3) Rather than focus on theories of torts or on the scope of the tragedy, the issue may boil down to hilchos ta’aniyos. The fast on 9 Av is multi-layered in halacha, with elements of ta’anis and aveilus. While the theme of ta’anis and its emphasis on tshuvah is perhaps appropriate to reflect on at the moment destruction begins, the theme of aveilus seems more appropriate for the day on which the actual bulk of destruction took place. Which do we emphasize?

4) Finally, as I quoted in the name of the Brisker Rav, one can explain the emphasis on aschalta d’puranusa based on the kedushas mikdash itself, which was violated on 9 Av. The gemara may be debating whether the fast commemorates physical destruction of the mikdash or the violation of its kedusha. Alternatively, R’ Yochanan may have held that the kedusha was not violated in fact until the 10th (and understanding such a position would require further research into the sugya in A.Z. 52). Other possibilites can be raised here as well, but the common denominator is that the focus of the debate is on kedushas mikdash.

I don’t mean to limit the possibilities to these 4 – aderaba, the deeper we think about the issue, the more possible explanations and variables we may uncover that may explain the issue. And thinking about the issue is what yesterday, and to a lesser degree today, is all about. I regret that a don’t really have time to always fully unpack my thinking about a gemara in every post and will sometimes just throw out a Brisker Rav or other chiddush, but I do have a day job and do the best I can here in a very limited amount of time. This blog does not even scratch the surface of a full analysis of any sugya, but hopefully in this case I have succeeded in shedding some more light on the issue.

Monday, July 23, 2007

9 Av is not 9/11 - churban and chilul kedusha

I’m not in the mood to continue on the topic of ikkarei emunah and psak today, Erev 9 b’Av. Bl”n I’ll get back to it on Wed., but if you have a craving for the topic until then, take a look at David Guttmann’s posts.

To view 9 Av as a Jewish 9/11 I think misses the point. The gemara quotes and rejects R’ Yochanan’s view that the fast should be on 10 Av, the date when the majority of the destruction and burning of the Mikdash took place. Instead, we mark the churban on 9 Av when the fire was first set to the Mikdash. Why? The Brisker Rav explains the choice of date based on the concept of “ba’u bah pritzim v’chililuha”, once the enemy entered the Mikdash, its kedusha was removed (See Avodah Zarah 52b and the rishonim there). The fire of 10 Av may have been more intense and catastrophic than the fire which started on 9 Av, but that fire was a fire which “only” destroyed a building of wood and stone. 9 Av is not marked because of the physical destruction which took place, but because that is the day on which the greatest chilul kedusha occurred.

I don’t mean to minimize the events of 9/11 (I work a few blocks away) – loss of life is always tragic, especially so when it comes at the hands of an enemy intent on senseless violence. But I think the Brisker Rav reminds us that tragedy, loss, destruction has to be seen within the framework of chilul Hashem, chilul kedusha, and not just a sense of personal loss and suffering. In that respect, one cannot possibly compare the destruction of 9/11 to the destruction of the Mikdash.

R’ Dessler (Michtav m’Eliyahu) asks: if the Jewish people failed to fulfill their mission in Eretz Yisrael, in a makom kadosh, what sense does galus make as a punishment – kal v’chomer we are bound to fail when further removed from the protection of that makom kadosh? The answer underscores the point of the Brisker Rav. When we were in Eretz Yisrael our failings not only were our own undoing, but they also polluted and caused a chilul Hashem and chilul of the kedushas ha’aretz. In galus, there is the danger of further failure, but that failure is tempered by it not polluting the kedushas hamakom of Eretz Yisrael.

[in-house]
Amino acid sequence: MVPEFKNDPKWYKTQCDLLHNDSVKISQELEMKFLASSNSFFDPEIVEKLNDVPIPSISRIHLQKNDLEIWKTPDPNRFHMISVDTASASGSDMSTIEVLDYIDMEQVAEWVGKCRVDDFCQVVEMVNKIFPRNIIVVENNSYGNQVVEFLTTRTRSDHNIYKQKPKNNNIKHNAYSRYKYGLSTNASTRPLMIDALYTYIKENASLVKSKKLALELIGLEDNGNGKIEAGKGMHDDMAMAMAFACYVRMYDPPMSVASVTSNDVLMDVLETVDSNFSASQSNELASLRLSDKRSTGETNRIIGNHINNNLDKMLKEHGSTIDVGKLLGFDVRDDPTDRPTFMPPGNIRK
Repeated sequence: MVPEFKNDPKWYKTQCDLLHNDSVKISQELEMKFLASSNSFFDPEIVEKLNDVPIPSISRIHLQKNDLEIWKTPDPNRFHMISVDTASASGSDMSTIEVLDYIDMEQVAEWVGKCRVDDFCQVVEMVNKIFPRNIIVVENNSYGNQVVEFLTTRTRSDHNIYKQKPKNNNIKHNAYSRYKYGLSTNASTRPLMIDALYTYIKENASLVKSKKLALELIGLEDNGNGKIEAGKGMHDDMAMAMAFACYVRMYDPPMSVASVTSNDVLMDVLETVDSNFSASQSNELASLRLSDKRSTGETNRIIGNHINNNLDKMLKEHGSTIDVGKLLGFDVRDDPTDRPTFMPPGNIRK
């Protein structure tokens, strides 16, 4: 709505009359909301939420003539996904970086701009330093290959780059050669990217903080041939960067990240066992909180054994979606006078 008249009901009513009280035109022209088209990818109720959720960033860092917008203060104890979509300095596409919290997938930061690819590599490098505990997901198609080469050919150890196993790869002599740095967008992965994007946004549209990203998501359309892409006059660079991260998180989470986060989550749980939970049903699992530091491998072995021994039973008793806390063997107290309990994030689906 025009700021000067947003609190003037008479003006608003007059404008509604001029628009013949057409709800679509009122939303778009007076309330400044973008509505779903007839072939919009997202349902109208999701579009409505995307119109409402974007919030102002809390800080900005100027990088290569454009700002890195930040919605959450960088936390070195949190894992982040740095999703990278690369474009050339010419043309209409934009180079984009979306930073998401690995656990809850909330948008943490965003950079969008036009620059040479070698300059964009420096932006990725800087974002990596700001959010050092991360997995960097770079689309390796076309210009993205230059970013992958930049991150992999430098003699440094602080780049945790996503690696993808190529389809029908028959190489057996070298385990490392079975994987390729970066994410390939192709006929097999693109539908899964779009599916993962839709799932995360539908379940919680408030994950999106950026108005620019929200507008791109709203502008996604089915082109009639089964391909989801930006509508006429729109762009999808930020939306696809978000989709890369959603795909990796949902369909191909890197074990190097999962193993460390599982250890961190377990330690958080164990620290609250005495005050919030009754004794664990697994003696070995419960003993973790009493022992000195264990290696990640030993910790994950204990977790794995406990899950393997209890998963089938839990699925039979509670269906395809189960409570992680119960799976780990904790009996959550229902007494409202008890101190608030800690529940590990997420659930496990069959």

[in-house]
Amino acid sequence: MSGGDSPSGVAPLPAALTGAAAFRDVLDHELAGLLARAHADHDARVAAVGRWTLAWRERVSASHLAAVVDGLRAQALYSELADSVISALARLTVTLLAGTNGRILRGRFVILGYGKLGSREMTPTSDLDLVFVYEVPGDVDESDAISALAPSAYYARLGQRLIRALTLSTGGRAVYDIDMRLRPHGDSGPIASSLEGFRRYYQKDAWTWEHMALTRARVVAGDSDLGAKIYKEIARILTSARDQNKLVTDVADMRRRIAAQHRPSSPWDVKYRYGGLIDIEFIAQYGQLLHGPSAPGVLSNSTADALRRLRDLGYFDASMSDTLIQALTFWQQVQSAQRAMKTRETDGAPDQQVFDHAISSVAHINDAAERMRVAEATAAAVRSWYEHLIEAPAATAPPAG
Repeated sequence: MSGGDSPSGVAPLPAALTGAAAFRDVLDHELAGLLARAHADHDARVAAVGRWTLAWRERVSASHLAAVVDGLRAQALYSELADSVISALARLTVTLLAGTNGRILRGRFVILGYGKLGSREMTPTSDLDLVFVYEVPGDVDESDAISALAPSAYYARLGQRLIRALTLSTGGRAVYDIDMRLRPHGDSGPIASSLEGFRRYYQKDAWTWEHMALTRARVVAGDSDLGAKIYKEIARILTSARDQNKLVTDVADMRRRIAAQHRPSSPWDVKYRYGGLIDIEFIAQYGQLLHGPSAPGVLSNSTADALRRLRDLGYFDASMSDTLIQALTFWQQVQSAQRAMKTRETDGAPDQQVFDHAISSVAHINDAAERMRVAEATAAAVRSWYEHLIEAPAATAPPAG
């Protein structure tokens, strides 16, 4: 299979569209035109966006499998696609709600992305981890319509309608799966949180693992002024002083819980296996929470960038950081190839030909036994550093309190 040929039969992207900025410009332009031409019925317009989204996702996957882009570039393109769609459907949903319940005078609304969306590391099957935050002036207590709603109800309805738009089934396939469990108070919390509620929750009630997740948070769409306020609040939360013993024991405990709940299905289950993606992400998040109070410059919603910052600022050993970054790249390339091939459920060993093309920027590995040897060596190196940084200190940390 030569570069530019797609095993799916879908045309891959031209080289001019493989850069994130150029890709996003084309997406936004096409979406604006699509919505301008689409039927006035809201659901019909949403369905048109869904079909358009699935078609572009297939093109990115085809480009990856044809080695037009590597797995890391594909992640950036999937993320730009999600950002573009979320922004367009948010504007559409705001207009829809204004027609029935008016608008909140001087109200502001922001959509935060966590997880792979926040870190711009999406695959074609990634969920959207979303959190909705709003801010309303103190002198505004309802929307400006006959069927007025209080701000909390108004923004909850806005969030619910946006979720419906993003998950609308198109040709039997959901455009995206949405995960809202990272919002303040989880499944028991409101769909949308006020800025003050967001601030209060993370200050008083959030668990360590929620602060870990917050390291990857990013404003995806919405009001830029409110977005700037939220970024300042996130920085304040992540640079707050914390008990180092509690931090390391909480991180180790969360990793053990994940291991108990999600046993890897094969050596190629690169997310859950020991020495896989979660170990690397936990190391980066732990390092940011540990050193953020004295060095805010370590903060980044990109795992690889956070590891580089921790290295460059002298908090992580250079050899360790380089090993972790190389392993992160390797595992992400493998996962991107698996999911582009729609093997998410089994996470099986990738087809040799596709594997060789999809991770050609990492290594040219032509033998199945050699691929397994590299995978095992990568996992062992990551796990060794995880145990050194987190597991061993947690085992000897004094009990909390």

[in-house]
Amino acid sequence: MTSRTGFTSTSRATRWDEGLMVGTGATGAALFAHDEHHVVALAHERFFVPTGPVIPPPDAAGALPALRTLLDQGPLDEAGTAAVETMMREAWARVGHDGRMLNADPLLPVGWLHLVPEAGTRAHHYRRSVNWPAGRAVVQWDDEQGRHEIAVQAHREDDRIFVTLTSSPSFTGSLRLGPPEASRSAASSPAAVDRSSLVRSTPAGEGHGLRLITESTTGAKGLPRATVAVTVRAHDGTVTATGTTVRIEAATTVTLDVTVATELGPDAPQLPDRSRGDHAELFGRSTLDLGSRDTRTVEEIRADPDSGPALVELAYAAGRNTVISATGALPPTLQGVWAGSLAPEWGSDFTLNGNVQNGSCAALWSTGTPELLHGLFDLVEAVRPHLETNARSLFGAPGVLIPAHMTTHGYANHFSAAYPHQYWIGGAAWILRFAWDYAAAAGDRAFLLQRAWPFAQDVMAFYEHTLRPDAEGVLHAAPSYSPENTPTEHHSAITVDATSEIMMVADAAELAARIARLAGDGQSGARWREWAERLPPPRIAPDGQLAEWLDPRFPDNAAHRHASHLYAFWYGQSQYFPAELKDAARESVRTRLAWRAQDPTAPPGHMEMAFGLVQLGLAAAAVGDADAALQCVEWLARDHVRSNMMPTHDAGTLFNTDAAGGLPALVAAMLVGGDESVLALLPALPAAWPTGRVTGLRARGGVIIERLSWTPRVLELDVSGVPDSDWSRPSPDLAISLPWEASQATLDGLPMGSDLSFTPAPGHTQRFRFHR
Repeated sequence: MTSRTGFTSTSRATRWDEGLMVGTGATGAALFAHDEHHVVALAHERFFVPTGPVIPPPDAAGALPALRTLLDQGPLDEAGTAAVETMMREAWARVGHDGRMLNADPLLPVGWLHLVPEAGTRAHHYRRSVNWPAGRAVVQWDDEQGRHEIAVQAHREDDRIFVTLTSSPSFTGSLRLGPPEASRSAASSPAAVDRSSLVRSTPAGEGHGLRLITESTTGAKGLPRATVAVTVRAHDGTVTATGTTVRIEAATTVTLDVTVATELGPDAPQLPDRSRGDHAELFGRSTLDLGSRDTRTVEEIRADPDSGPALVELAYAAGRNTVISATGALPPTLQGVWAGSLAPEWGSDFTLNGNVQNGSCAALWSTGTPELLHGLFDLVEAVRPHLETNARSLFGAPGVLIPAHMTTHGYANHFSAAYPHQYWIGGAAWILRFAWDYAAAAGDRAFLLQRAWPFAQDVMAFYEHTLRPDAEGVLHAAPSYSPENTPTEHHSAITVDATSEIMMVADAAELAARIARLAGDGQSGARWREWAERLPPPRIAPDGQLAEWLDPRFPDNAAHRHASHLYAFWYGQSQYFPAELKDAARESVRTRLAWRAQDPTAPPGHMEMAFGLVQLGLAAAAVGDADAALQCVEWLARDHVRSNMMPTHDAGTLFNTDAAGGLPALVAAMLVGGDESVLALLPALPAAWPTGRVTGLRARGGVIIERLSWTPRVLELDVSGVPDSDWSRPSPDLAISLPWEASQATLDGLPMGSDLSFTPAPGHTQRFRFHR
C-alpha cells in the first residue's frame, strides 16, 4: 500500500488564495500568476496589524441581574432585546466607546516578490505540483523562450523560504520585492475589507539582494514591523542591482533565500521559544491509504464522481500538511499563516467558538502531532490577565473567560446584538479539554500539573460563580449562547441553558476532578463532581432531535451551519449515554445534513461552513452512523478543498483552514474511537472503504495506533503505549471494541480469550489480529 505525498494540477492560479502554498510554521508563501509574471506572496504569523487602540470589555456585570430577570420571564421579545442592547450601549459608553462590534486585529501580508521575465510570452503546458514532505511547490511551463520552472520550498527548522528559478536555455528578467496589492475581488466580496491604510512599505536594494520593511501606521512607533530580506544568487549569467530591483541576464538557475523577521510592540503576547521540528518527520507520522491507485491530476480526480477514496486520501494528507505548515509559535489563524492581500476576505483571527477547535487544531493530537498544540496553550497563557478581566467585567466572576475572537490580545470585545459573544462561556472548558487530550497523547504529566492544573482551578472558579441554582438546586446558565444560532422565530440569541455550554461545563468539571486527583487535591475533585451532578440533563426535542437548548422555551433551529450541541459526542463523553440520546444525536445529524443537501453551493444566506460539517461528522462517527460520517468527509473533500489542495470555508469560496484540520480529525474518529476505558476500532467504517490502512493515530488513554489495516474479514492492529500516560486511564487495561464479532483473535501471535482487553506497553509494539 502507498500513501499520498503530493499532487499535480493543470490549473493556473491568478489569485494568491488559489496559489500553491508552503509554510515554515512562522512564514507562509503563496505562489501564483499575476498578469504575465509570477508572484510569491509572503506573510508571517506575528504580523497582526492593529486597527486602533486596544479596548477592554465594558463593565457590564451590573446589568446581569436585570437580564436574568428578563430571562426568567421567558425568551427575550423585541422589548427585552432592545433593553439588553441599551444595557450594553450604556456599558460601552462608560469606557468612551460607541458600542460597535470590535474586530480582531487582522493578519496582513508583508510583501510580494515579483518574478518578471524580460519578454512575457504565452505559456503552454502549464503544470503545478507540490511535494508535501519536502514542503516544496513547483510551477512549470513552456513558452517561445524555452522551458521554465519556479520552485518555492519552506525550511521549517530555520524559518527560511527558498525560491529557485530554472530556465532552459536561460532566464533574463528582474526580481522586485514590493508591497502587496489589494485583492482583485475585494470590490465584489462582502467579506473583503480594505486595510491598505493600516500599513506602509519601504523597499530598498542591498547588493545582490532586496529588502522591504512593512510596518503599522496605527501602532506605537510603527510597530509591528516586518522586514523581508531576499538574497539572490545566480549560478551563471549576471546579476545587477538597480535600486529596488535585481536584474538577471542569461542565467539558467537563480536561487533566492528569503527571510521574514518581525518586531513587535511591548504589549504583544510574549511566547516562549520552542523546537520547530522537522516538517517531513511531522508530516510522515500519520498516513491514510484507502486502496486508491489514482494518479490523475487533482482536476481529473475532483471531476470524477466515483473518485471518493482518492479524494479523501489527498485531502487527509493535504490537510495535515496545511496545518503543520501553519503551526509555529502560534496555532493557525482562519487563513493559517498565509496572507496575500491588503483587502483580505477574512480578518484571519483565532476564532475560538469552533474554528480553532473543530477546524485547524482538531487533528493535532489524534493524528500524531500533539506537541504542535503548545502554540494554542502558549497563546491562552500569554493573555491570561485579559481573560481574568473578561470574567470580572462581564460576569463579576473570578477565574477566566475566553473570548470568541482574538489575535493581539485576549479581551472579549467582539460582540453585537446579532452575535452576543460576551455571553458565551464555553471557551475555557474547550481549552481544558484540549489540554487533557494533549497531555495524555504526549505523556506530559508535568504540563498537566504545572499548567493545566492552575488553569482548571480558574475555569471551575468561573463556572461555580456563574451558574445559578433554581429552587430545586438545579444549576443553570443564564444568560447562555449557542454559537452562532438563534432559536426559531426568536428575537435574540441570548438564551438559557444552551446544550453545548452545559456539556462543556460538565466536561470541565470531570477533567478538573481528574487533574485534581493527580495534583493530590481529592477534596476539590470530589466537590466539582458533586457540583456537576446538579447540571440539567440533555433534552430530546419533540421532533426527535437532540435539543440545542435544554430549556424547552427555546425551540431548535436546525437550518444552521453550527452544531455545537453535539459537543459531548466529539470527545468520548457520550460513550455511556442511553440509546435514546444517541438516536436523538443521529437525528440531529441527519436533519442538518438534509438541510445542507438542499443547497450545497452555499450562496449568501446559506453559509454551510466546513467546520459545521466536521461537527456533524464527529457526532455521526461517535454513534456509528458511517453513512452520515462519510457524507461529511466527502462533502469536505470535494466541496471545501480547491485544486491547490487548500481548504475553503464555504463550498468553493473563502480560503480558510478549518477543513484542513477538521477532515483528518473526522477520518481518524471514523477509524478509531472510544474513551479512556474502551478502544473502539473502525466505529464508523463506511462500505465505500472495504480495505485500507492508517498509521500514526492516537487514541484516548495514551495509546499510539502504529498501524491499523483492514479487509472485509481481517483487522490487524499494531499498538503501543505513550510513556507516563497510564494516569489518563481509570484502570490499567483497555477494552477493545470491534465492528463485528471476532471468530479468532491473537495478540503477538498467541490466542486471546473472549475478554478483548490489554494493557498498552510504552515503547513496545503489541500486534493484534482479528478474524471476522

R’ Soloveitchik in a eulogy of the Brisker Rav noted that one could not call the Brisker Rav a Zionist, but that is not because he did not love Eretz Yisrael, but simply because the question of a State is political and not halachic. The Brisker Rav and R’ Chaim’s chiddushim are filled with torah that analyzes every aspect of kedushas ha’aretz, kedushas mikdash, kedushas yerushalayim; these giants were sensitive to every nuance of kedusha that manifests itself in Eretz Yisrael, and their great love for Eretz Yisrael sprang from that appreciation.

Simply rebuilding the makom mikdash or its kelim are not the way out of 9 Av. The physical mikdash is a reflection of the mikdash in our hearts (see Nefesh haChaim section 1). A physical building which we are not ready for will just be a building, not a Mikdash; kelim which we are not ready to use will just be utensils, not vehicles for avodah. The tikkun for 9 Av is not recreating a physical building – it is recreating the sense of hashra’as haShechina which once was, in removing the chilul Hashem and chilul kedusha.

While the process of tikkun may seem impossible, recall that while it took 2000 years for Klal Yisrael to deserve Eretz Yisrael again, it took just 20 (1948 to 1967) for us to once again deserve Yerushalayim once we had a State - the military victory is just a siman in chitzoniyus to what we reclaimed in pnimiyus. The kinyan of Eretz Yisrael itself, if appreciated properly, can strengthen our avodah and speed up the process, but the battle is far from over. Just walking down the streets of NY (just living in NY instead of Yerushalayim!) should give anyone with eyes in their head a sense of the chilul kedusha that we live with daily. That’s what we shed tears over tomorrow, and beg for a nechama from, b’meheira b’yameinu.